U.S. commanders rejected a local council’s request for an investigation days after Marines in Iraq killed 24 civilians in the town of Haditha in November 2005, according to testimony on Saturday at a military tribunal.
The councilors’ concerns were dismissed because commanders believed the civilians died in cross-fire when troops responded to an attack by insurgents that had killed one of their own, said Maj. Dana Hyatt, who was at what he said was a 45-minute-long meeting between local officials and Marine officers.
“It wasn’t the Marines who instigated this. Having (bombs) and attacks in the neighborhood was also their (the residents’) responsibility, they had some responsibility,” Hyatt said, in testimony at the hearing into the killings at Camp Pendleton, a Marine Corps base in Southern California.
Decision not to investigate deaths defended
Hyatt, who was in charge of condolence payments to families of the dead and acted as liaison between Marines and the community, characterized the deaths as “unfortunate.”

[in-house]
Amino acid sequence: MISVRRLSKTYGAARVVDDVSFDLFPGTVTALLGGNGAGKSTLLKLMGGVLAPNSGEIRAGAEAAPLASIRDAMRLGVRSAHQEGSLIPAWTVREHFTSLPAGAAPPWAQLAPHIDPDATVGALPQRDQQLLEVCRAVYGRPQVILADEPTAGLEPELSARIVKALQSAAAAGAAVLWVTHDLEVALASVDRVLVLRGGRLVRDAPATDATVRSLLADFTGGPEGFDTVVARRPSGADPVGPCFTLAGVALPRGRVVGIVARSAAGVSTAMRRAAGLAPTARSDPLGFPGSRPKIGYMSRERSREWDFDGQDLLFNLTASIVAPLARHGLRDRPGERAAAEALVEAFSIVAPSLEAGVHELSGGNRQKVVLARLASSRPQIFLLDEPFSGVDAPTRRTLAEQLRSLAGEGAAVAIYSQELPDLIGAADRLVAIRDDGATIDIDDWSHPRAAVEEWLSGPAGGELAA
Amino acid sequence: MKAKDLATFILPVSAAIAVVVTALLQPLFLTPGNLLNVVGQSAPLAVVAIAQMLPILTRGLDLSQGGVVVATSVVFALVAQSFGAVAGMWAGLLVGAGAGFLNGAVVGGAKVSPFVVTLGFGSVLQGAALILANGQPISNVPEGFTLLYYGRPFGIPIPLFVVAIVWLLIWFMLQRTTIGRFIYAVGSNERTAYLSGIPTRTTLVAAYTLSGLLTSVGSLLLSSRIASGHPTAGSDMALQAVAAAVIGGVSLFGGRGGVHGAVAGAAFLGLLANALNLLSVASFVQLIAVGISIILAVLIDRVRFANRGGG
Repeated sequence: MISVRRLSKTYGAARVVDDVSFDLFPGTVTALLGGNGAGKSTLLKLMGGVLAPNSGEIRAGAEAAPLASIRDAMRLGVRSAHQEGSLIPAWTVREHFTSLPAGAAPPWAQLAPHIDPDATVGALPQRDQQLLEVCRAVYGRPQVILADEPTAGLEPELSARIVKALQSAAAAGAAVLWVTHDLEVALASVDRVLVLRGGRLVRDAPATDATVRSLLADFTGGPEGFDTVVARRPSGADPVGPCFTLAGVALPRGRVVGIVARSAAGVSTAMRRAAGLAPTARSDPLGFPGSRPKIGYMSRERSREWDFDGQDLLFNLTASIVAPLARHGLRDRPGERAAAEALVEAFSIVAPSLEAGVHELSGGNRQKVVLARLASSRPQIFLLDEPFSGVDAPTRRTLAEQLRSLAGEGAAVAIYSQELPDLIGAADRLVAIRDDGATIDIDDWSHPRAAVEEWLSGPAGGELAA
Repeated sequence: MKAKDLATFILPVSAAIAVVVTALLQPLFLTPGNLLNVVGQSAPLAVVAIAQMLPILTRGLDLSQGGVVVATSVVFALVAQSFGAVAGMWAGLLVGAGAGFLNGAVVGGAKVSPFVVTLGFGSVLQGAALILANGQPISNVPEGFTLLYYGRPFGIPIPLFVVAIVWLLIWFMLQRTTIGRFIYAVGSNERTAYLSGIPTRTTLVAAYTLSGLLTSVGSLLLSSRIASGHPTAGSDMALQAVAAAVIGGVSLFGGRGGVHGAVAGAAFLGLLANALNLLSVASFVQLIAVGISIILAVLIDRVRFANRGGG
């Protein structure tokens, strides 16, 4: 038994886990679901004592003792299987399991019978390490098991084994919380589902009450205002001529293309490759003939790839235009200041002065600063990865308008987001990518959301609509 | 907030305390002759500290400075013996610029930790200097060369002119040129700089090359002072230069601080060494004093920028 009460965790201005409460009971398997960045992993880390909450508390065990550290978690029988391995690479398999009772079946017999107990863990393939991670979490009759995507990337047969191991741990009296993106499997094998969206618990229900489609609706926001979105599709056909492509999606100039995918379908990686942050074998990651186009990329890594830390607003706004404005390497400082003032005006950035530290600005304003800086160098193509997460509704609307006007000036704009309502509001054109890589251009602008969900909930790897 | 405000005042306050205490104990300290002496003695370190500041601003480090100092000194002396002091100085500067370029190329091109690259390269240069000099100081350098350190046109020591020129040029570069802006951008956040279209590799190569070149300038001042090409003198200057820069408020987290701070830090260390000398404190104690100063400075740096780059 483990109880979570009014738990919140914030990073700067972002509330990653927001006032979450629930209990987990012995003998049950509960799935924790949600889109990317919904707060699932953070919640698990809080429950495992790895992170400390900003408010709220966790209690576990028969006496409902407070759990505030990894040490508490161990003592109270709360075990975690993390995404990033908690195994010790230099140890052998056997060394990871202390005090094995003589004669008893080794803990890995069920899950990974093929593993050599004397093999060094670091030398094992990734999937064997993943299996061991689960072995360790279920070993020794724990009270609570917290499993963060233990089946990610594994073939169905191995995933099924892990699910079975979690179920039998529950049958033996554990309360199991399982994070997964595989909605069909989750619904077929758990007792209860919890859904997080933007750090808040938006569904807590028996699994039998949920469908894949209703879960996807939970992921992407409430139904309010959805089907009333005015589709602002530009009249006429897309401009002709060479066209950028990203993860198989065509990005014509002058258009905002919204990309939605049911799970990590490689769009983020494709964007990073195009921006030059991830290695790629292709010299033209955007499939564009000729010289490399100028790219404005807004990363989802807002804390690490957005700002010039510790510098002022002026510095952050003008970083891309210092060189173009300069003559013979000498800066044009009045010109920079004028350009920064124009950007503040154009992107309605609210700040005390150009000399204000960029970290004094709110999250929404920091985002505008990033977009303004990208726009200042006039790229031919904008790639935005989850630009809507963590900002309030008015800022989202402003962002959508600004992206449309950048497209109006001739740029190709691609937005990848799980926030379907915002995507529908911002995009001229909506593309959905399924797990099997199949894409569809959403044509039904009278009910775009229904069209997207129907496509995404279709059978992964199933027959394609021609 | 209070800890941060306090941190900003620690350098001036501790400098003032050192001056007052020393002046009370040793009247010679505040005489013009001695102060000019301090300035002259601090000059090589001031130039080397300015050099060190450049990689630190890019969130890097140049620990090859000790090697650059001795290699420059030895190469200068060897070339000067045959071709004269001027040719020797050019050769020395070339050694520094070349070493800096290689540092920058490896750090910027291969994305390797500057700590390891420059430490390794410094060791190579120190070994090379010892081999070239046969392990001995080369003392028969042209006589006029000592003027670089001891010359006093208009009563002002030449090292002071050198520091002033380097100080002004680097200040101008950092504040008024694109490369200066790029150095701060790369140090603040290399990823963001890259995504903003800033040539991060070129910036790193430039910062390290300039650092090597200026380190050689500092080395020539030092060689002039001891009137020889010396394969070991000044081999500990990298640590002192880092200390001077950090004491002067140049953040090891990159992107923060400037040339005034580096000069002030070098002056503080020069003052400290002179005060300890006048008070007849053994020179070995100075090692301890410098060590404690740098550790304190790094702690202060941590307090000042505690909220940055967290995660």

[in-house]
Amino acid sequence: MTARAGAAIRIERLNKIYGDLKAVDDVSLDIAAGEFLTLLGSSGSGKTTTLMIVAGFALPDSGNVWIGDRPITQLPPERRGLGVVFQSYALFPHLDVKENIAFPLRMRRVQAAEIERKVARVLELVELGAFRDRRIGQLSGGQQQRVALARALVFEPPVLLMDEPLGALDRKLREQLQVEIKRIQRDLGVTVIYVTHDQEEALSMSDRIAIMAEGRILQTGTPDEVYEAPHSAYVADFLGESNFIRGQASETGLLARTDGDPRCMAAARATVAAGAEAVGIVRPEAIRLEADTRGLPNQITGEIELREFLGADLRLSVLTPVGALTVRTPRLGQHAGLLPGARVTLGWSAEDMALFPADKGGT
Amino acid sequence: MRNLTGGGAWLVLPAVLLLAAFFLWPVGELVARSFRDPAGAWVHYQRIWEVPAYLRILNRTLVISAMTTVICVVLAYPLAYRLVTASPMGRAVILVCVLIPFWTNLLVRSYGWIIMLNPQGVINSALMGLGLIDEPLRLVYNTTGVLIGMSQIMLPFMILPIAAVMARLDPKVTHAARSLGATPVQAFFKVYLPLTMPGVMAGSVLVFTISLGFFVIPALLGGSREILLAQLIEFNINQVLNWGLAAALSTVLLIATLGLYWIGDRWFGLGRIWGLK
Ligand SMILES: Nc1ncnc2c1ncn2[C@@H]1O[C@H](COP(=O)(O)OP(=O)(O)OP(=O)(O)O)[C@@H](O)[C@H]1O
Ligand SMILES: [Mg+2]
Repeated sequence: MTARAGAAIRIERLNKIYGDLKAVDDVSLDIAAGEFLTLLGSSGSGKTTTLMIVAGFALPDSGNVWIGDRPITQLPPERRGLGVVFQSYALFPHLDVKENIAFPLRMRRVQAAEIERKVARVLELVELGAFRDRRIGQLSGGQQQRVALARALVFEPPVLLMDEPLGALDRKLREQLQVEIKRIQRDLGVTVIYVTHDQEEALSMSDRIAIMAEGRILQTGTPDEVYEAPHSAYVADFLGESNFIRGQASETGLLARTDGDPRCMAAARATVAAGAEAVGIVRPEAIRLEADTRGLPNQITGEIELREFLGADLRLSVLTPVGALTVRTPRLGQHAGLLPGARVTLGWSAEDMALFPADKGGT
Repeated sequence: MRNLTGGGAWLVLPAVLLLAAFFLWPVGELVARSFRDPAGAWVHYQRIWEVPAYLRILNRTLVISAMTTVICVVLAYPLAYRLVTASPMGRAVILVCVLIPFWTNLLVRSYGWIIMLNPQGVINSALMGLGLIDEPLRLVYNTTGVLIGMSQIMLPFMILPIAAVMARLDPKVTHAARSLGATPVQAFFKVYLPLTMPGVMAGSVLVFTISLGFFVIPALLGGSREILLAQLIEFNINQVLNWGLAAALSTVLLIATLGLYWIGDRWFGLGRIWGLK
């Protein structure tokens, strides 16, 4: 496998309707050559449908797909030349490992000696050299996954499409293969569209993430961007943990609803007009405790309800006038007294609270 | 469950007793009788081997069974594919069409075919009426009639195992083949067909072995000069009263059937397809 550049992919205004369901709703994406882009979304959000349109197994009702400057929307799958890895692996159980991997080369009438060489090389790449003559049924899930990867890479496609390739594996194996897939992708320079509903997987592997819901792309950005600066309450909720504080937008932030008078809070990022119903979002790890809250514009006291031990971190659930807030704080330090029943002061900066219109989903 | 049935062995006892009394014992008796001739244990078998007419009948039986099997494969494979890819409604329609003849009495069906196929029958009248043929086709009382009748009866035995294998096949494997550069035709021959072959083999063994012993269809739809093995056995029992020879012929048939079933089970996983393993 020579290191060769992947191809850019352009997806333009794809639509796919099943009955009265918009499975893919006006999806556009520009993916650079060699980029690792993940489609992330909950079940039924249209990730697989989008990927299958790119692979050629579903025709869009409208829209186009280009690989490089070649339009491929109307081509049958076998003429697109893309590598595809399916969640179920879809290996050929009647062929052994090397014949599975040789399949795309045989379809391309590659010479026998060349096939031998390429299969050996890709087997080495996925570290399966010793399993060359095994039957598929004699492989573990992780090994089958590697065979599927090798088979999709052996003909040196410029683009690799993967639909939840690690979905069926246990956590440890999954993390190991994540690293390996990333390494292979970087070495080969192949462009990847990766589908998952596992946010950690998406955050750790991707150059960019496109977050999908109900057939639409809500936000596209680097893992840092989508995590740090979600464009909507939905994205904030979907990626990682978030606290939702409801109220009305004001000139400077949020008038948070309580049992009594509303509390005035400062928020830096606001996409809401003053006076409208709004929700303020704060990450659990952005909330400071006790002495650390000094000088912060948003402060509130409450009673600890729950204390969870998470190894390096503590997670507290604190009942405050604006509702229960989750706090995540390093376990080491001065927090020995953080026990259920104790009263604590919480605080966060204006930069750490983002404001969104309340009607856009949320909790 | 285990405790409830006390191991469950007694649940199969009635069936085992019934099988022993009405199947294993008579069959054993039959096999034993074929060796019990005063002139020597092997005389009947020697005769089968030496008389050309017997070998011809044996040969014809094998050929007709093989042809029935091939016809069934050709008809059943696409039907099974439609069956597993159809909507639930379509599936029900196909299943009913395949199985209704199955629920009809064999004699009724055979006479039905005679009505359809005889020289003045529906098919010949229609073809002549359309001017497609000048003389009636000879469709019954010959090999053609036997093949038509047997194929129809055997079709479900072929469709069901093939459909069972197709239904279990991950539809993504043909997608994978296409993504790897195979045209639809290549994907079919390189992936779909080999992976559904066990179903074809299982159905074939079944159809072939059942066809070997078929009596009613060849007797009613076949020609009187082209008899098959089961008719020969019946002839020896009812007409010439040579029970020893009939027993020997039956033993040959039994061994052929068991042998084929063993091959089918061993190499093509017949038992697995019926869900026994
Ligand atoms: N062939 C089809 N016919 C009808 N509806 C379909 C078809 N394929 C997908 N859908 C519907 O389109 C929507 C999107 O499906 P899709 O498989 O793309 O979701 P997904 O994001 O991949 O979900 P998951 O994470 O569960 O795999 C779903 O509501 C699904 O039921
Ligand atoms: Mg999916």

He said he saw no need for an investigation at the time as he had been told there had been suicide bombers found with weapons among eight dead insurgents counted by Marines in Haditha.
Hyatt recalled meeting three vehicles carrying the bodies of the 24 slain civilians, including a child’s body, at a local morgue in the early morning of November 20, 2005.
“I remember seeing a young child’s head sticking out of one of the black garbage bags,” Hyatt said. “I was trying not to stare too much.”
Seven Marines have been charged in connection with the 24 deaths. Prosecutors allege the killings were revenge for the death of a popular young Marine killed by a roadside bomb.
Probe prompted by magazine report
The defendants say the killings occurred as they cleared an area after the attack as they had been ordered to do.
Three Marines have been charged with murder. Four officers not present at the killings have been charged with not investigating or obstructing the probe.
First Lt. William Kallop earlier this week testified he ordered troops into two houses to search for insurgents believed to have triggered the roadside bombs that killed Lance Cpl. Miguel Terrazas and wounded two other Marines.
Kallop said the Marines told him they heard rounds being chambered in one of the houses and then attacked with grenades and gunfire. The attacks on the houses left 15 civilians, including women and children, dead.
At least six witnesses have testified they never saw a reason to investigate the deaths until Time magazine submitted questions four months after the killings. Time’s report on the killings prompted a Pentagon investigation.